Dominoes might need to fall. Prices definitely will. But one thing is clear about the Phillies’ offseason strategy now that Carlos Santana is in the fold: Starting pitching is at the top of the priority list.
After introducing his new $20-million-a-year first baseman at a press conference at Citizens Bank Park on Wednesday afternoon, general manager Matt Klentak reiterated that the team’s focus will now shift toward fortifying a rotation that, by last season’s end, had become a near-untenable weakness.
“We’re going to continue looking into it, we’re going to try to add the best pitcher we can,” said Klentak, who entered last week’s winter meetings with the position playing a central role in his agenda. “I will tell you the same thing I told you last week: that the trade market is very expensive for young, controllable starters. The free agent market for the better starters is expensive in its own way.”
As such, he continued, “we just have to make sure that we find the right balance, find the right fit. But we would still like to add a starter if possible.”
The Phillies have spent plenty of time this winter doing their due diligence on a host of starters whom they believe could be fits in a rotation that last season featured budding star Aaron Nola and little else.
Among potential targets they have investigated is Rays ace Chris Archer. A two-time All-Star who finished fifth in AL Cy Young voting in 2015, he has averaged 202 innings with a 3.66 ERA and excellent strikeout and walk numbers over the last four seasons.
Other names include the Blue Jays’ Marcus Stroman and the Royals’ Danny Duffy, although nobody should read too much into such mentions. If a starter is young and talented, chances are good the Phillies have inquired as to his availability.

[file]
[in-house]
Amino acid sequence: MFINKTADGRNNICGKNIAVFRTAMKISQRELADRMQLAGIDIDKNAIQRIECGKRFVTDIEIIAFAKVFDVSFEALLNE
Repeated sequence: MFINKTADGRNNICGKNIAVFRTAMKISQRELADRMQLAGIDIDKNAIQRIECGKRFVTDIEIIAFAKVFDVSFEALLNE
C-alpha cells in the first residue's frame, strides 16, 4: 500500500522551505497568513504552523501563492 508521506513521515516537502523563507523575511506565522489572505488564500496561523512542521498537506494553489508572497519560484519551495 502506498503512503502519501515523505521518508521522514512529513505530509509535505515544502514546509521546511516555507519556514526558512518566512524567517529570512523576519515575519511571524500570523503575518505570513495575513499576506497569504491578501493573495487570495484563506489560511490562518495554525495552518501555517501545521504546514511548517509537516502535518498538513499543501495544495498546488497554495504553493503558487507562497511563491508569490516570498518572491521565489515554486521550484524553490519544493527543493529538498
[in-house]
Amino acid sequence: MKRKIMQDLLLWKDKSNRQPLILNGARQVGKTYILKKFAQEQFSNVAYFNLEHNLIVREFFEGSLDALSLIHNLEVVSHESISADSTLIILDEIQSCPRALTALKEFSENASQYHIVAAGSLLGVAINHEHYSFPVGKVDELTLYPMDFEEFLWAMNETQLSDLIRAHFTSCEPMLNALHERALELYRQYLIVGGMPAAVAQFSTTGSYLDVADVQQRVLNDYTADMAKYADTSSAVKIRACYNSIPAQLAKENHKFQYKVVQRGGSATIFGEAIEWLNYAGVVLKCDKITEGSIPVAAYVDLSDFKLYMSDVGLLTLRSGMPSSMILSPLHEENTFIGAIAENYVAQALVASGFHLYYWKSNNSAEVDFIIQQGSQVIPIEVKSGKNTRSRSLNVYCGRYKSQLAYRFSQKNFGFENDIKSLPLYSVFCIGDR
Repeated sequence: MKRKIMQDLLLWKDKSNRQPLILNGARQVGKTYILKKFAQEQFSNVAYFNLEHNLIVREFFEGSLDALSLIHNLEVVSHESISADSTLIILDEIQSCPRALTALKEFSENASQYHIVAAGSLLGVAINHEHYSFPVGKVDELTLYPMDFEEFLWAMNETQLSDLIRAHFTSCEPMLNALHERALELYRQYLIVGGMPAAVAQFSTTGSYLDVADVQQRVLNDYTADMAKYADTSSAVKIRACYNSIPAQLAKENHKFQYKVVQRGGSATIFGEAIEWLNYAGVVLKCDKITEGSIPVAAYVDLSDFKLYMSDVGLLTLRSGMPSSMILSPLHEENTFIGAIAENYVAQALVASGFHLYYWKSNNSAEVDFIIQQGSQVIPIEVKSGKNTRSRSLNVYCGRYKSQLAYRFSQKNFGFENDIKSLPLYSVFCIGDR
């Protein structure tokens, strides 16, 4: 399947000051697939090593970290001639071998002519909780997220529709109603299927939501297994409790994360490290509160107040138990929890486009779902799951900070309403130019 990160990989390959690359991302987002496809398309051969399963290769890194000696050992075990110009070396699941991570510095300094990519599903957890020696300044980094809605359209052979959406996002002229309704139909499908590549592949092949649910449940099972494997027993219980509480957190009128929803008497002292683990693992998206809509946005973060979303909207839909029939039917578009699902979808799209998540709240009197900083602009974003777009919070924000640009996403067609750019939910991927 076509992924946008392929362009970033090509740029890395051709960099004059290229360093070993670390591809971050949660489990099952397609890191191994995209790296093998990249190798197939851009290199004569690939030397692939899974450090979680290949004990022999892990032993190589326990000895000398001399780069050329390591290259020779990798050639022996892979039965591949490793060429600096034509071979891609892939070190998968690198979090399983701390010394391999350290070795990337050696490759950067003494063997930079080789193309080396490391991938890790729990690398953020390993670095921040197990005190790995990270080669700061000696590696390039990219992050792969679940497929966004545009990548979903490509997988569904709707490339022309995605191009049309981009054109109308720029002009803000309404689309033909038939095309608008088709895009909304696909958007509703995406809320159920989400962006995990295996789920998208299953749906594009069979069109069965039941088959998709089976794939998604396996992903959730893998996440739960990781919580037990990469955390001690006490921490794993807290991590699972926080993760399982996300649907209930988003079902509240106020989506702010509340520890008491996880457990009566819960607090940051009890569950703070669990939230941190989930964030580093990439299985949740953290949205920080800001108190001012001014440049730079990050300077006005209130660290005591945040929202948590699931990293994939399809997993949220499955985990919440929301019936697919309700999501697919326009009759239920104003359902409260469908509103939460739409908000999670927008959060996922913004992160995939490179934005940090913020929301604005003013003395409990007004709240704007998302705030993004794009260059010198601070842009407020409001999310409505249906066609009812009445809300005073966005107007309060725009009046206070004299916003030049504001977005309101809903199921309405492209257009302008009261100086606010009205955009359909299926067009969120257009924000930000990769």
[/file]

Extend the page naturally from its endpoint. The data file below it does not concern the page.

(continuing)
Archer, who has averaged 10.1 K/9 and 2.9 BB/9 with a middle-of-the-pack ground ball rate during that stretch, probably has the best pedigree of any young pitcher who could potentially move — though the Pirates’ Gerrit Cole also has been rumored to be available.
Klentak insisted that any deal for a pitcher would have to abide by the same wisdom that led the team to finalize a three-year, $60 million with Santana: The price must be right.
On Wednesday, Klentak and manager Gabe Kapler joined Santana on the dais for the traditional jersey-and-cap donning in front of the assembled media.
The Phillies reached out to the first baseman’s representatives shortly after the start of the free-agent signing period last month, but they made it clear that they were only interested in a contract of three years. Over the last couple of weeks, Santana’s camp reached back out, and Klentak said a deal came together quickly.
Some other takeaways:
— Kapler said he has yet to decide where Santana fits into his lineup. Kapler noted that Santana spent some time batting leadoff while in Cleveland, but could fit just as well in the No. 2 or No. 3 hole with the Phillies.
— Klentak downplayed the notion that the move of Rhys Hoskins from first base to left field necessitated a trade of Odubel Herrera, Aaron Altherr or Nick Williams.
— While Santana likely will get most of his at-bats at first base, Kapler would not commit to playing him exclusively at the position, even floating the possibility that Santana spends some time in the outfield.
Whatever happens at first base, the Phillies seem to understand that any hope of a dramatic improvement in 2018 is contingent upon adding at least one more arm to a rotation that has few defined roles after Nola.
No other pitcher logged more than 133 innings in 2017. Nick Pivetta (6.02 ERA) and Jerad Eickhoff (4.71 ERA) nearly cleared that bar; Jeremy Hellickson had a 4.73 ERA in 112 1/3 innings before a midseason trade.
Additional starter candidates include Ben Lively, Vince Velasquez, and a handful of minor leaguers. In short, a bunch of players who thus far have shown themselves to be nothing more than replacement level.
“There’s a balancing act here,” Klentak said. “If you look at our rosters, not only at the big league level but also at Triple A and Double A, we have a lot of starting pitching players and prospects who are close to big-league ready, and we need to make sure those players continue to get those reps and innings that they need to develop at this level. But at the same time, we need to make sure we are doing everything we can to win Week 1 of the regular season next year.”